“We want him to come to graduation!”

Arizona students demand release of classmate detained by immigration agents

On Monday, over 200 high school students in Tucson, Arizona walked out of school to protest the detention and deportation of their classmate, Thomas Torres, an 18-year-old senior just two weeks away from graduating.

Torres was pulled over by a police officer while driving on May 2 and was handed over to Customs and Border Protection (CBP) officers. He is currently being held in an immigration detention center in Florence, Arizona, awaiting a court hearing which will take place on May 22, the day he is set to graduate from Desert View High School.

Desert View students walked out Monday morning and marched four miles (6.5 kilometers) to the Pima County Sheriff's Department to demand Torres’ immediate release. Students held a morning press conference in front of the police station which was live streamed on social media. The fight to free their classmate has been dubbed “Operation Thomas” by the students.

At the press conference, close friends and classmates spoke in opposition to Torres’ arrest and detainment. Torres’ friend Daffne Anselmo told reporters “We’re here to get our friend back. This shouldn't be happening right now. Thomas should be in class. We all should be in class.”

“ICE and police are tearing families apart. We shouldn’t be worrying about ending up in an immigration prison or jail after leaving school. We don’t need this to happen again. It’s been happening for years We just want this to stop,” Anselmo said.

An unnamed student slammed police for assisting with the deportation and the school district, which has not led a fight to protect its students. “Let me be clear, the reason why we decided to gather here is because it was a sheriff’s deputy who pulled over Thomas and held him until CBP arrived. The sheriff is asking for more money to collaborate with border patrol. So, this is a call for all the Pima County Supervisors. This is what happens when police collaborate with border patrol! We don’t want one more student taken into custody. We don’t want another family torn apart. And Sunnyside district knows this! It is not the first time it happened in Desert View. Is not the first it happens in Sunnyside. So, the district needs to stand up for students as well. Do not allow a sheriff on campus. Do not allow them near your students!”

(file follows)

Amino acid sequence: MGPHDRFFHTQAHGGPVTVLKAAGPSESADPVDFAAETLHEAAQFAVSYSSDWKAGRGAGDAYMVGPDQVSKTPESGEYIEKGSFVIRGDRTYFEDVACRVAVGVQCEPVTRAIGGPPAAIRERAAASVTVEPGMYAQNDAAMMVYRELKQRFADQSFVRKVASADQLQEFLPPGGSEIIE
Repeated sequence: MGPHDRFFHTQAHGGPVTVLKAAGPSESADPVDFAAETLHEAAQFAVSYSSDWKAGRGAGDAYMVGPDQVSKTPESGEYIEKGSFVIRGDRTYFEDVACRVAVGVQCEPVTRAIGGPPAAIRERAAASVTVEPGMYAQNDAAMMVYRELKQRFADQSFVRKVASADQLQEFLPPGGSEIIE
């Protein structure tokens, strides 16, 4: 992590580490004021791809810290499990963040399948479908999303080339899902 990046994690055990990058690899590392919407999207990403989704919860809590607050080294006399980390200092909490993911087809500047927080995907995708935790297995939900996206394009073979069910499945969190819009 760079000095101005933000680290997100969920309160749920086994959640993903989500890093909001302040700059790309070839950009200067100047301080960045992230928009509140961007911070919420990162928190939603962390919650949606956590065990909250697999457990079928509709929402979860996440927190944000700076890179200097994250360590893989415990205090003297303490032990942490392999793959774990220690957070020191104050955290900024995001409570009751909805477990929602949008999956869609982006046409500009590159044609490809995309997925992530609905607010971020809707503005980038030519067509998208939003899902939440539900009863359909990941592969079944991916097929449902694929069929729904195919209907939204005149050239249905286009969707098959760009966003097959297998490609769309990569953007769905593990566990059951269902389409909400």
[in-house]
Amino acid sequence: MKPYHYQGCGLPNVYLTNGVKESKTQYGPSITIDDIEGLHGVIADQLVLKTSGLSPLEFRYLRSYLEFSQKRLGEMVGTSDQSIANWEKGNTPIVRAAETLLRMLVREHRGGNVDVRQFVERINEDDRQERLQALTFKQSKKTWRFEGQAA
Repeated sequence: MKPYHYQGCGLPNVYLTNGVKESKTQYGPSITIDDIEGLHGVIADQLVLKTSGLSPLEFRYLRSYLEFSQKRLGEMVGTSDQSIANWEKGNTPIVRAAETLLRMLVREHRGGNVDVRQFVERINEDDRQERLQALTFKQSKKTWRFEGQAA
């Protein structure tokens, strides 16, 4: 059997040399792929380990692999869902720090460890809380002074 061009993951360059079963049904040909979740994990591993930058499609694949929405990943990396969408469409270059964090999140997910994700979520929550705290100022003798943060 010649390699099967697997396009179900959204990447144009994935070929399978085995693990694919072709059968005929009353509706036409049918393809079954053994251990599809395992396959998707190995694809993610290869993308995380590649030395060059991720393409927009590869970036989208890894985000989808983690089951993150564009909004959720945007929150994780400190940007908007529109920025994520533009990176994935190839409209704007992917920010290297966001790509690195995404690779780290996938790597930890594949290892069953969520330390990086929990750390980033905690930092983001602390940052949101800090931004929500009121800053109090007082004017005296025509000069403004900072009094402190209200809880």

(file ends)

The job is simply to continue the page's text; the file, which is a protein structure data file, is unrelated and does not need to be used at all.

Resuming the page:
“It’s not over after he comes out of detention center. He will have to face immigration judges, he will have to start a legal battle to stay with the community here at Desert View High School. And we want him out! We want him out before May 22! We want him to come to graduation!” she added.

According to the fundraising page established for his legal fees, Torres moved to the United States “from Mexico when he was young, along with his mother and two younger sisters to seek a better future and education.”

Statements of support and donations have begun pouring in, and within three days over $9,000 has been raised, primarily from small donors.

The organized response by Torres’ classmates represent the desire of young people to fight back. Youth in general are moving to the left, as are their educators, who have been at the forefront of the recent upsurge in the class struggle in the United States and internationally.